Safe travels, s


Wow, so many great comments! Thank you all so much! I would like to reply but I'm on my phone so I will be back to do that later. I do have an update to post so I am going to attempt that from the phone. :Wow1:


My long detour took me through the busy west end of route 2, north on Interstate 5 from Everett to Mt Vernon, then 20 to Sedro-Woolley and 9 north to Deming, where I enjoyed visiting family for a few days.
One day I drove into Bellingham to look around. After working my way through downtown I headed for the waterfront. I liked this view of the marina with Mt. Baker in the distance.

Along the waterfront footpath I saw these workout machines.

Looking across Bellingham Bay, with Fairhaven in the distance.

I went to the REI store in Bellingham; nearby I saw this sign. It’s a strange sight for someone from the midwest!

At the south end of Bellingham Bay. Nearby was the landing for the Alaskan ferry of the Alaskan Marine Highway.

After my visit at Deming I was going to go explore around the south side of Mt. Baker; Shreiber’s Meadow and Baker Lake. I revisited the town of Concrete and went north toward Baker Lake.

Unfortunately I ran into wildfire smoke again. The visibility and air quality was so bad that I knew I couldn’t enjoy the area so I turned around to head west.



Rather than drive south through the whole Seattle metro area I chose to take 20 to Whidbey Island to the Port Townsend Ferry, and continue through the Olympic Peninsula.

After a 30 minute crossing the town of Port Townsend comes into view.

The ferry approaches the landing with pedestrian passengers ready to jump off.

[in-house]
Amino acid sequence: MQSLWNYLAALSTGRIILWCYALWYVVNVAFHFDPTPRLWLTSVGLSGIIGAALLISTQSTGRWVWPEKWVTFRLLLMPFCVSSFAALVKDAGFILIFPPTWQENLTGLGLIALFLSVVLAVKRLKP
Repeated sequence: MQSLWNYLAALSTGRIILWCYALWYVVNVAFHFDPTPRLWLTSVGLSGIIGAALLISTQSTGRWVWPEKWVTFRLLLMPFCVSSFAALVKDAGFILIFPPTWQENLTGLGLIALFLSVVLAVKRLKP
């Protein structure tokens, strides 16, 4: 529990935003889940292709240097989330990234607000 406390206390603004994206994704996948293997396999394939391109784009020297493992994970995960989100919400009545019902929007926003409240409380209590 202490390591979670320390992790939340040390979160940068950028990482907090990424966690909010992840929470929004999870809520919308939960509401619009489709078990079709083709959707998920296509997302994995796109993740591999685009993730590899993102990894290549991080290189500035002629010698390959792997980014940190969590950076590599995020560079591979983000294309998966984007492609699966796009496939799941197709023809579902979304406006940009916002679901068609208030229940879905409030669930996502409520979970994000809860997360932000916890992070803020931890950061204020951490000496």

I spent a few hours exploring old Port Townsend. It’s an interesting old coastal town and once an old Naval port.
It’s probably obvious I like to take photos of marinas and boats; pictures like this remind of jigsaw puzzles.:ylsmoke:

Near the waterfront were a number of boat-building shops.

From Port Townsend I drove 101 to Port Angeles, then up into the Olympic National Park. This is the Heart of the Hills campground, looking very rain-foresty. I was looking forward to re-visiting Hurricane Ridge about a vertical mile above Port Angeles.



It stormed hard all night; in the morning everything was covered in downed pine needles and branches. The wind continued to blow hard and tall trees swayed hard while occasionally in the forest I could hear a tree crack and fall. Very early in the morning I woke to the sound of chain saws, park crews were cutting up trees down across the campground road.

I was one of the last remaining campers when a Park Ranger came by and suggested with the high winds and falling trees that it was not safe to stay; the high winds were forecast to get even stronger.
 Leaving the now closed campground.

The road was littered with downed branches and at one point the line of cars waited for crews to cut up downed tress in the road. The reports were of wind gusts in excess of 60 mph.

The blustery view from Hurricane Ridge Road with treetops bending in the wind.

I had planned to continue from Port Angeles following the coast around the Peninsula but the forecast after this storm was for days of rainy, cloudy weather. Since I had never seen the east side of the Peninsula I decided to backtrack on 101 to the east then south. Roads everywhere were covered with debris from the storm.

Highway 101 south on the east side of the Peninsula roughly follows Hood Canal with numerous Forest roads turning west up into the mountains.

I spent the next 4 days exploring and camping up those roads...